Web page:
Bad Boys for Life

Bad Boys for Life

2020, R, 123 min. Directed by Adil El Arbi, Bilall Fallah. Starring Will Smith, Martin Lawrence, Alexander Ludwig, Vanessa Hudgens, Joe Pantoliano, Paola Nuñez, Charles Melton, Kate del Castillo, Nicky Jam, Theresa Randle.

REVIEWED By Marc Savlov, Fri., Jan. 17, 2020

It’s been 25 years since Michael Bay’s original Bad Boys and 17 years since the sequel, Bad Boys II, arrived in theatres, which raises the question, given the lag time between installments, is this an actual franchise, or merely a series of conjoined action-comedy one-offs that just keep popping off whenever stars Smith and Lawrence don’t have scheduling conflicts? At least Warner Bros. Pictures' Lethal Weapon franchise had the good sense to keep within a decade’s framework. Bad Boys producers Jerry Bruckheimer and (the late) Don Simpson found themselves with a surprise hit on their hands when the original film debuted, thus a sequel was inevitable, but still … what niche audience cried out for a third installment of these ever-aging bad boys? (My bet’s on a breakaway, popcorn-violence addicted faction of Michael Apted’s … Up series of documentaries, the latest of which, 63 Up, is currently in theatres. A rather more ominous splinter cabal of Richard Linklater’s Boyhood fanatics may also be involved.) Whatever the case may be, Bad Boys for Life echoes over and over Danny Glover’s classic Lethal Weapon catchphrase, “I’m getting too old for this shit.”

The short answer to a question nobody ever asked is this: Is Bad Boys for Life worth your time and money, fan or otherwise? The answer is yes, just so long as you’re cool with the same old, same old. After all, there’s comfort in familiarity to be sure; these are definitively uncomfortable times, and Smith and Lawrence’s comic-action chemistry remains reassuringly intact. Smith slips into the bespoke suit of severely badass Miami PD Detective Mike Lowrey as if he’d never left and Lawrence, as his longtime partner Detective Marcus Burnett, sidles up alongside with nary a quiver.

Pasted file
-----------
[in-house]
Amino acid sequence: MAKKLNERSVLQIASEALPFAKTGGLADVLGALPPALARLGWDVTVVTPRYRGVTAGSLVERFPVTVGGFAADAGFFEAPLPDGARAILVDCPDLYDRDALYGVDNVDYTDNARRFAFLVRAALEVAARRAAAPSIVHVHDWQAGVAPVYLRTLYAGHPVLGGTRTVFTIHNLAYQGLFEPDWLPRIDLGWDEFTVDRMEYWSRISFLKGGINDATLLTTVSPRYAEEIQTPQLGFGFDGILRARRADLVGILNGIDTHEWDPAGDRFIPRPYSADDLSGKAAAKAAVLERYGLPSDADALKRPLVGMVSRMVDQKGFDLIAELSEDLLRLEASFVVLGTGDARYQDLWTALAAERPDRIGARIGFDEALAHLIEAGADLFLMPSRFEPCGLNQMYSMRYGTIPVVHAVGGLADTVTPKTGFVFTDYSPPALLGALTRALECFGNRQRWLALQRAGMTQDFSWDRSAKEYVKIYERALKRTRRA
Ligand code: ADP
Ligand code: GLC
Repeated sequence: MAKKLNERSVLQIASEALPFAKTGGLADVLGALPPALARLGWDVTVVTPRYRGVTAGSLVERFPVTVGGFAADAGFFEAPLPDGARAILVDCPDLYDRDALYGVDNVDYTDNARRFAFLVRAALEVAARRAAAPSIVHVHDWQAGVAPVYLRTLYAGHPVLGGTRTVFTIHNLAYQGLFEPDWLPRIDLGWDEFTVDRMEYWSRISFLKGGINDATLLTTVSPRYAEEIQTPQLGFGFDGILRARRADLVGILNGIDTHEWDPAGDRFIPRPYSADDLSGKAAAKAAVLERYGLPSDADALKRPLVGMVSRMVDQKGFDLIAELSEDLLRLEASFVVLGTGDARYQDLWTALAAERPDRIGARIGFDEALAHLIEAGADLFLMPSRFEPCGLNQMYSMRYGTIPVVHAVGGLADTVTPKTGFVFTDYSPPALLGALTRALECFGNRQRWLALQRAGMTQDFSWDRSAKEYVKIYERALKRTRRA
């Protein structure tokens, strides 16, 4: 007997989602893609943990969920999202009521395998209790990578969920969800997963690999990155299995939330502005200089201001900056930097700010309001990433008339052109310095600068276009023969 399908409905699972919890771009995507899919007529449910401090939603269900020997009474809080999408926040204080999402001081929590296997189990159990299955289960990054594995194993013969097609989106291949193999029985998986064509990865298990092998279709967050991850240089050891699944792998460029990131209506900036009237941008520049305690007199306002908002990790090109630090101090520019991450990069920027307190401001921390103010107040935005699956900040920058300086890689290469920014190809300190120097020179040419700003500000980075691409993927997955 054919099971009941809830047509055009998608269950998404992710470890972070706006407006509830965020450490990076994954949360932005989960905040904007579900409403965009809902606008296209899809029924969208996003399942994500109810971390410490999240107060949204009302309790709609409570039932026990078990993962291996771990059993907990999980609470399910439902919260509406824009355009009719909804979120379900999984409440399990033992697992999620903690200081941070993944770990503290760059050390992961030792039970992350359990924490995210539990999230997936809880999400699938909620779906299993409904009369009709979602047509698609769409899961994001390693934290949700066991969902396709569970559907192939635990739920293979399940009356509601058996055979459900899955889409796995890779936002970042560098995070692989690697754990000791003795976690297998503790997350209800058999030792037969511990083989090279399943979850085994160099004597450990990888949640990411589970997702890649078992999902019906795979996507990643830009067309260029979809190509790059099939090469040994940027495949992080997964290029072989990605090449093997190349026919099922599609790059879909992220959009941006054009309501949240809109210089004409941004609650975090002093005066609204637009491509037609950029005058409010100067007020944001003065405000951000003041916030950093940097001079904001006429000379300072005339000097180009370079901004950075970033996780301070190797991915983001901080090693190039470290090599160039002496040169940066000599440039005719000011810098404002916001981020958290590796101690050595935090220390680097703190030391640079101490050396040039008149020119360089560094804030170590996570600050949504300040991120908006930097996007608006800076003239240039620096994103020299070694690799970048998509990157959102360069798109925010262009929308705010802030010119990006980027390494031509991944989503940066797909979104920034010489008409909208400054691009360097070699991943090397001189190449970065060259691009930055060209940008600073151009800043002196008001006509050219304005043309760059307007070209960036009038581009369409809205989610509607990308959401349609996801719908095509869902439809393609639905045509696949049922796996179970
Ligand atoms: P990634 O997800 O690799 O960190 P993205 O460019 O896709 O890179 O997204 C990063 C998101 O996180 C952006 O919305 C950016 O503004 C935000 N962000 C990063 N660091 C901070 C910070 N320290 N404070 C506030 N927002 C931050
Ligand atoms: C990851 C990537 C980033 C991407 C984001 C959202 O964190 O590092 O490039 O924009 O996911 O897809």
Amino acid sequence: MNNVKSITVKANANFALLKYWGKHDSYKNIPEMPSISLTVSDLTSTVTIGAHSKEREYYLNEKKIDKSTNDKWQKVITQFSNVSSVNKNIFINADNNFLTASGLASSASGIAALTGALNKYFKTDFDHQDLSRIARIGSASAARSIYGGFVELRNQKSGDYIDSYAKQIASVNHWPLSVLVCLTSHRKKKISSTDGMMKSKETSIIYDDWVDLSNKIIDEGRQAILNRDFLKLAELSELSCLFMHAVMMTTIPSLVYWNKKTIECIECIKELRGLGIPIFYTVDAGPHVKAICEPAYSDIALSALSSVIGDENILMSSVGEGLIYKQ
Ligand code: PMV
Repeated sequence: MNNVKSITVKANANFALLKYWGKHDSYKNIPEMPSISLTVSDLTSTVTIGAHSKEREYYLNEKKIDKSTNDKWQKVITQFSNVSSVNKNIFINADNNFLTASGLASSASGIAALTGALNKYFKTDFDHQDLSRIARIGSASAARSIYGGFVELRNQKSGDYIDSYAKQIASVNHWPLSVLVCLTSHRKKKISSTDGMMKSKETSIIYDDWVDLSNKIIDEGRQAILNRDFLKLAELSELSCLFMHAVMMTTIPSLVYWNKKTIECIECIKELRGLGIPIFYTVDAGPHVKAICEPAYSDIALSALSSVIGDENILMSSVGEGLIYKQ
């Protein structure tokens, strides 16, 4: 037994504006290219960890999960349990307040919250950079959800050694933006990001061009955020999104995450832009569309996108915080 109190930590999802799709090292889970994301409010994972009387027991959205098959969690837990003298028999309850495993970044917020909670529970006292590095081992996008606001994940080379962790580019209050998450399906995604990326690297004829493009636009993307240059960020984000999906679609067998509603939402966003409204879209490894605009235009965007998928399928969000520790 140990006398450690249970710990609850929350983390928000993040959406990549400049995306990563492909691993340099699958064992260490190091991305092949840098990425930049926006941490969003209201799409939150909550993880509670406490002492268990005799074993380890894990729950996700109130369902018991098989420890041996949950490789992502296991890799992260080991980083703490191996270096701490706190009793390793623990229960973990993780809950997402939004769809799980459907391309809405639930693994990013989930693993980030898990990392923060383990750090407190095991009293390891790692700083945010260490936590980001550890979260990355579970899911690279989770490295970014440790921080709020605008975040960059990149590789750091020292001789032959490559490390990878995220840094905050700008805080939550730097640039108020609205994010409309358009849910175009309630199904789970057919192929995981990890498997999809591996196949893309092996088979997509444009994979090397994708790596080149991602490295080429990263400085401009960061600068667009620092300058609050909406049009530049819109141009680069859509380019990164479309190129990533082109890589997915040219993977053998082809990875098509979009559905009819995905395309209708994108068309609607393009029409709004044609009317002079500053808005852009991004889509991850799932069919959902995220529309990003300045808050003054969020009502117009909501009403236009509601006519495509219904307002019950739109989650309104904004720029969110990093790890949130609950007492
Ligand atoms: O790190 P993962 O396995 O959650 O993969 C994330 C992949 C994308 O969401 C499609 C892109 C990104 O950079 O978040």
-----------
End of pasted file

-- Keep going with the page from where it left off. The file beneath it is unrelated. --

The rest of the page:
The two actors' chemistry is undeniable, unchangeable, forged by Michael Bay and company, and it holds up under new directors El Arbi and Fallah. Marcus, a proud new grandfather with an eye toward a future involving far less cordite-scented adventures and a few more baby wipes, attempts to pull his partner out of the Baysian shoot-'em-up-loop to little avail, and it’s almost – dare I say it? – sweet to watch Smith attempt to be a “bad boy” forever and all that that implies, i.e., more firepower and a roving eye. Without revealing a reveal fans will see coming a mile away, the film's plot is both pro-familial and borderline anti-, and up to a point it works, with plenty of choice one-liners and quips abounding. That major plot point We Dare Not Reveal hamstrings the film, though, at least emotionally. Again, however, Bad Boys for Life – while not as combustibly fun as the second installment – is fine, cheesy, Saturday afternoon mayhem, smoothly served with a heaping helping of “We’re all getting older.” But are we getting wiser? And does it matter? Probably. “For Life” sounds like a sentence I’d rather not carry out.

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KEYWORDS FOR THIS FILM

Bad Boys for Life, Adil El Arbi, Bilall Fallah, Will Smith, Martin Lawrence, Alexander Ludwig, Vanessa Hudgens, Joe Pantoliano, Paola Nuñez, Charles Melton, Kate del Castillo, Nicky Jam, Theresa Randle

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